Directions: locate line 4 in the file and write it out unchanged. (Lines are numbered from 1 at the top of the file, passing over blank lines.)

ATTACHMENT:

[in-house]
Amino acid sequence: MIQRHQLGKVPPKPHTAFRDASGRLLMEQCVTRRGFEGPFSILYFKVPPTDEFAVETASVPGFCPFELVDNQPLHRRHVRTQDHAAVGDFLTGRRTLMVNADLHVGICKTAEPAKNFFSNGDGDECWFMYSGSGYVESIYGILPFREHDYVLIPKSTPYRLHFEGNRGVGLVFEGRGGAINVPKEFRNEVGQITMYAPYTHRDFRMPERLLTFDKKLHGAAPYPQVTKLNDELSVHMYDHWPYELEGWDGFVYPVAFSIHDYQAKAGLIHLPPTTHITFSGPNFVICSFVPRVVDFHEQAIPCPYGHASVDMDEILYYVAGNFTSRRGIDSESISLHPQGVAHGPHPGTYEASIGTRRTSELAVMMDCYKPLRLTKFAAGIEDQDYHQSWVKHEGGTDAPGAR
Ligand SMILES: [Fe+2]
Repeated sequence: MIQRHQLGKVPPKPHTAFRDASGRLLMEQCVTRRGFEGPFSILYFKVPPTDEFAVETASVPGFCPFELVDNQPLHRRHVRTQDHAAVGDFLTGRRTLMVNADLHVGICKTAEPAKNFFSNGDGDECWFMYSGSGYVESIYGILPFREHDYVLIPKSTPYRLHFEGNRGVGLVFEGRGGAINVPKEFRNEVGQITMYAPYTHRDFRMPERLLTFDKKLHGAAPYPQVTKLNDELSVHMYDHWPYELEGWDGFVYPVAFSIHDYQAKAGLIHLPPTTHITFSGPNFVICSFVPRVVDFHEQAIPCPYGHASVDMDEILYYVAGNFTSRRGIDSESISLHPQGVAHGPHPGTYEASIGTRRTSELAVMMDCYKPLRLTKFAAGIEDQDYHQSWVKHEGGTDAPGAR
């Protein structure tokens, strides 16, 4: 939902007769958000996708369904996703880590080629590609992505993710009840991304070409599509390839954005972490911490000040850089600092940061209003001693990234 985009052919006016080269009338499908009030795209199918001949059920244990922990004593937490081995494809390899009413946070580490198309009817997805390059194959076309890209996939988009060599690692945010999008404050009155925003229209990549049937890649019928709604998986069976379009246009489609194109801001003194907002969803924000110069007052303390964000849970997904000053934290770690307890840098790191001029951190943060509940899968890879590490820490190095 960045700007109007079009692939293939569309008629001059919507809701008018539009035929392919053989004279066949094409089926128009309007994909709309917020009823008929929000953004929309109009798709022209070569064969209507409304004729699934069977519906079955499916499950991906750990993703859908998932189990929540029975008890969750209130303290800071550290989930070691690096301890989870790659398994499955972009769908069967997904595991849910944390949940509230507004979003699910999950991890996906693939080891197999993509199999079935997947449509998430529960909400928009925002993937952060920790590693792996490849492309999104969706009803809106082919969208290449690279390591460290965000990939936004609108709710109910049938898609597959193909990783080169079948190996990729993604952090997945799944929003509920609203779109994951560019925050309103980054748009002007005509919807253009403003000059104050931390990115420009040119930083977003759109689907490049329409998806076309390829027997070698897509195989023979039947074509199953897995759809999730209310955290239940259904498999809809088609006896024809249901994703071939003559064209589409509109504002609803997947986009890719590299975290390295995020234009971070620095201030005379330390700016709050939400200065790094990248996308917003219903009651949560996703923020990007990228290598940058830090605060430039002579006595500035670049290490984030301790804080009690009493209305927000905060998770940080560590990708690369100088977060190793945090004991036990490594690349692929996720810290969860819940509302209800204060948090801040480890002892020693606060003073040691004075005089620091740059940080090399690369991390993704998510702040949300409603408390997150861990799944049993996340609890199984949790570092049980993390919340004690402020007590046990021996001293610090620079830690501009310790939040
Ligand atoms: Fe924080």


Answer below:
Repeated sequence: MIQRHQLGKVPPKPHTAFRDASGRLLMEQCVTRRGFEGPFSILYFKVPPTDEFAVETASVPGFCPFELVDNQPLHRRHVRTQDHAAVGDFLTGRRTLMVNADLHVGICKTAEPAKNFFSNGDGDECWFMYSGSGYVESIYGILPFREHDYVLIPKSTPYRLHFEGNRGVGLVFEGRGGAINVPKEFRNEVGQITMYAPYTHRDFRMPERLLTFDKKLHGAAPYPQVTKLNDELSVHMYDHWPYELEGWDGFVYPVAFSIHDYQAKAGLIHLPPTTHITFSGPNFVICSFVPRVVDFHEQAIPCPYGHASVDMDEILYYVAGNFTSRRGIDSESISLHPQGVAHGPHPGTYEASIGTRRTSELAVMMDCYKPLRLTKFAAGIEDQDYHQSWVKHEGGTDAPGAR